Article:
As a mom who’s feeling just a bit sniffly today after I dropped off my daughter at kindergarten this morning, I’m liking one of the latest entries on the Nurtureshock blog. Namely, that “redshirting” kids or keeping them out of kindergarten an extra year so they’ll do better actually doesn’t help much at all.
Two new studies found that at most, there’s a 4-percentage-point difference in how well the oldest kids do versus the youngest, and much of that can be explained away by who has babies when. Kasey Buckley and Daniel M. Hungerman of the National Bureau of Economic research recently looked at detailed birth certificate data from every child born in the United States from 1989 to 2001. Surprisingly, poor women and wealthy women tend to give birth at different times of the year, meaning that wealthier, better-educated women’s children are almost always a little older than their schoolmates.
According to the authors, the seasonal birth pattern explains away fully half the achievement gap between younger kids and older ones.
Two other researchers, Todd Elder and Darrell H. Lubotsky, found that how well a child was able to absorb information from her teacher is not driven by age, but by how well-prepared they were by home and preschool.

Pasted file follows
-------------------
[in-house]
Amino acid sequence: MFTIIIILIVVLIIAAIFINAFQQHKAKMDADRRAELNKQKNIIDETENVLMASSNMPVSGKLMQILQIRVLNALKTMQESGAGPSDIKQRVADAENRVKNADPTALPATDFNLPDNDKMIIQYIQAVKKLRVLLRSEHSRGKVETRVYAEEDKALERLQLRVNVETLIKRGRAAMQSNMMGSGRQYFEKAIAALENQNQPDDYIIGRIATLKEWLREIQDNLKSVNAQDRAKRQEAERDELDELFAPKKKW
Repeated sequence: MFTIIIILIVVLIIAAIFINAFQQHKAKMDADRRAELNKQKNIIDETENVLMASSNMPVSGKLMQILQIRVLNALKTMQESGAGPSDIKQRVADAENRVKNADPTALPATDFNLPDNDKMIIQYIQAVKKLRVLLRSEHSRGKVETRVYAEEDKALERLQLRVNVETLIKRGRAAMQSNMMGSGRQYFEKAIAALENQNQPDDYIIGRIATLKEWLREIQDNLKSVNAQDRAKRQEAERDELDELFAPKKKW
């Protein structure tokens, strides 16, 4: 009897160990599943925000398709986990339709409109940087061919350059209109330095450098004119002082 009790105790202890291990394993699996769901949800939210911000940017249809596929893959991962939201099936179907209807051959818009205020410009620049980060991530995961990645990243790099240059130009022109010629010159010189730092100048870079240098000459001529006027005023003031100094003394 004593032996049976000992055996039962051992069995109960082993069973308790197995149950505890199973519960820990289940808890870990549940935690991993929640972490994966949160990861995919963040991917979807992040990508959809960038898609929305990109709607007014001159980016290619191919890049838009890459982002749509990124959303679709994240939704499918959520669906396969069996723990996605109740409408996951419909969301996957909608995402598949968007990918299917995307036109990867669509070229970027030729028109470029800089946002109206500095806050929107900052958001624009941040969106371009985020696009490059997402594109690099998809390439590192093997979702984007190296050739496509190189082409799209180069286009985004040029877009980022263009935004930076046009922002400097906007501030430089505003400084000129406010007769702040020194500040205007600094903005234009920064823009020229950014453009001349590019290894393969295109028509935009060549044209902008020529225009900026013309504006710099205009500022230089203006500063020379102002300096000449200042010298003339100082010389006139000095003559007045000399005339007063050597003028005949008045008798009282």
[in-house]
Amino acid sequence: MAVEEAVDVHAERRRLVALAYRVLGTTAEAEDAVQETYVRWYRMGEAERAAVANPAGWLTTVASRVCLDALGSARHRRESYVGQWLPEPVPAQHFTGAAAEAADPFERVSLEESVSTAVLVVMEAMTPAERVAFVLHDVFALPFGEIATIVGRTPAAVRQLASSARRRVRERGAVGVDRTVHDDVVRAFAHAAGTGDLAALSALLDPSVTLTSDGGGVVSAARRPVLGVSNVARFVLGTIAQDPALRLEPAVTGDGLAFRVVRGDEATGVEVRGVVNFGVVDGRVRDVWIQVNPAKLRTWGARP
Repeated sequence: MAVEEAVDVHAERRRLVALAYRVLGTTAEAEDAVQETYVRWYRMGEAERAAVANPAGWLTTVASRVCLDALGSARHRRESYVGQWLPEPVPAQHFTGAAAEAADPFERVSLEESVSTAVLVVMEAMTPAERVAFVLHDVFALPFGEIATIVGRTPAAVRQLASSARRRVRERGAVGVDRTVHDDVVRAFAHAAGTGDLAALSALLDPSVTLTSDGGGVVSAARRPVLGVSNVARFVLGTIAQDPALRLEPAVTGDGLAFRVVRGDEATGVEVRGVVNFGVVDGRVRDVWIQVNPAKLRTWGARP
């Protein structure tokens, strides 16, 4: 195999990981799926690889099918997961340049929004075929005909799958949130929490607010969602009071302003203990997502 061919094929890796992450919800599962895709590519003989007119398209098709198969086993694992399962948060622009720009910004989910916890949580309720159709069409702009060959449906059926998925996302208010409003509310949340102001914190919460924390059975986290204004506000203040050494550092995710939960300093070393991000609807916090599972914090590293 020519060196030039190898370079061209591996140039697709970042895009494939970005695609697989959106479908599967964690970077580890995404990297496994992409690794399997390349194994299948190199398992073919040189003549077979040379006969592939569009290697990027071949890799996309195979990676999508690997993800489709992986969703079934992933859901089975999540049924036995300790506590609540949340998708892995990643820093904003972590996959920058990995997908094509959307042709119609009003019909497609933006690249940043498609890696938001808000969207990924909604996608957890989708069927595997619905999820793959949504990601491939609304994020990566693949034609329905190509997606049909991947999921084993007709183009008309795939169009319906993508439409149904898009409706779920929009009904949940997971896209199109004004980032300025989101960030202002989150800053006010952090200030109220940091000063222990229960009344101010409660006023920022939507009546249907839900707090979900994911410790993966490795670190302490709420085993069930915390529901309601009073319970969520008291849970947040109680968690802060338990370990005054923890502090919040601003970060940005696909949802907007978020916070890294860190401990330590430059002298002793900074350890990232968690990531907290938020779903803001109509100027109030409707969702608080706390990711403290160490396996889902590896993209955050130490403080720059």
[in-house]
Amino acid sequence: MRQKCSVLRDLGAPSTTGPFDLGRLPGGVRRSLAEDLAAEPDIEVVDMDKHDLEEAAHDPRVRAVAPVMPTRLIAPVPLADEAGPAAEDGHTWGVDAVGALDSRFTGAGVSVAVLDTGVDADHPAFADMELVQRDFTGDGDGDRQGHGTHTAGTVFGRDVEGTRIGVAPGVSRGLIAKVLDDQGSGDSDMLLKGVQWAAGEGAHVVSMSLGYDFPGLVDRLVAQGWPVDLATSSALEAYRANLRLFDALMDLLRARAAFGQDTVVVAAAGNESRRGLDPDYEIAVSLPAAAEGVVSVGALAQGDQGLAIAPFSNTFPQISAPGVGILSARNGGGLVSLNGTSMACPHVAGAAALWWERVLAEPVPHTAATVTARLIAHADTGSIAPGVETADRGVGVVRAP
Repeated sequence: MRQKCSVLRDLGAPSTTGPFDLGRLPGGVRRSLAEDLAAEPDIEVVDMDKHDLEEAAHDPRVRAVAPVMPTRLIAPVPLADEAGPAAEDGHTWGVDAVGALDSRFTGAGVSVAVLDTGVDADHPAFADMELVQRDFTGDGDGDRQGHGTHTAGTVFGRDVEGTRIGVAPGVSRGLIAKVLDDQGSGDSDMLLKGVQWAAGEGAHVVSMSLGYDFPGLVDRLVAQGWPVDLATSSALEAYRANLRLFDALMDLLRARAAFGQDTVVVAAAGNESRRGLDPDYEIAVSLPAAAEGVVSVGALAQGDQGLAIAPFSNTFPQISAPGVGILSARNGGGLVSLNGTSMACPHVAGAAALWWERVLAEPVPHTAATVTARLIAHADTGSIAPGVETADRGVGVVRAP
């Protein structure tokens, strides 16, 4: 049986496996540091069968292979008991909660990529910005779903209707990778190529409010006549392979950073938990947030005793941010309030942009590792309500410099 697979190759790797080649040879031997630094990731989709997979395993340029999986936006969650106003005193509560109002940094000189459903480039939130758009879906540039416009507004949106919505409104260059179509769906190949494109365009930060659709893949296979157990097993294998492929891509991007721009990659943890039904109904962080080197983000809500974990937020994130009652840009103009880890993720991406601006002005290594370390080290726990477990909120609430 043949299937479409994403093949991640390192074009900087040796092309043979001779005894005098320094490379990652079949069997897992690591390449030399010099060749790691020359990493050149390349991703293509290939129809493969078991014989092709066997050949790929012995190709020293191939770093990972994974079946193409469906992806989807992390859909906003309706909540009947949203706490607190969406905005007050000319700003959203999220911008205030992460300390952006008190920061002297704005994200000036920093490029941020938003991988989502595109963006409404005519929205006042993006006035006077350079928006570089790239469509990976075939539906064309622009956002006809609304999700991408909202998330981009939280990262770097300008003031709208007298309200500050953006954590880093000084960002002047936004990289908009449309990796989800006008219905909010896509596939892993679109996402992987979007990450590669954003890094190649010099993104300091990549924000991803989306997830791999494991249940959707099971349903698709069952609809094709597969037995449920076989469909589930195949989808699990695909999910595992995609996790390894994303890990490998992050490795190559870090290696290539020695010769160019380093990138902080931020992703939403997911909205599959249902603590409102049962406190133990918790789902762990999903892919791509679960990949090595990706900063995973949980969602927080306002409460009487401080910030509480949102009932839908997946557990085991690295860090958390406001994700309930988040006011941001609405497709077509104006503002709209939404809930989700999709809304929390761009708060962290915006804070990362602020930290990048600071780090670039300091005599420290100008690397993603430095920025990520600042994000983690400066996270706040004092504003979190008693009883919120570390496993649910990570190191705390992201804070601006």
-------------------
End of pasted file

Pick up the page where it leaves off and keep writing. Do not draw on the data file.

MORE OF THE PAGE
Interestingly, a further entry on the blog looks at the search that got people started on this redshirting idea. It looked at data from Denmark that showed older kids who didn’t start primary school until age 7, as is the rule there, did better than American kids who atart at age 6. So people extrapolated this to mean that starting first grade at age 7 would be better for kids.
Turns out, though, that while kids start primary school at age 7, the vast majority of Danish kids have had high quality preschool or daycare experiences, or both, and have universal preschool starting at age 3. It’s likely that that is why they do better than American students who start younger, not because age 7 is some magic cutoff.
Whew. My daughter was born eight hours after the school cutoff in our state, and had she been born when she was due this wouldn’t even be an issue. But despite the belief of her preschool teacher, her kindergarten teacher, both her parents and, well, herself, that this kid is absolutely ready for kindergarten, the only reason we could start her was because she’s going to a private school this year. I think we made the right decision for this particular little girl who lives with us, and having research to bear that out was reassuring to find on the eve of the first day of school.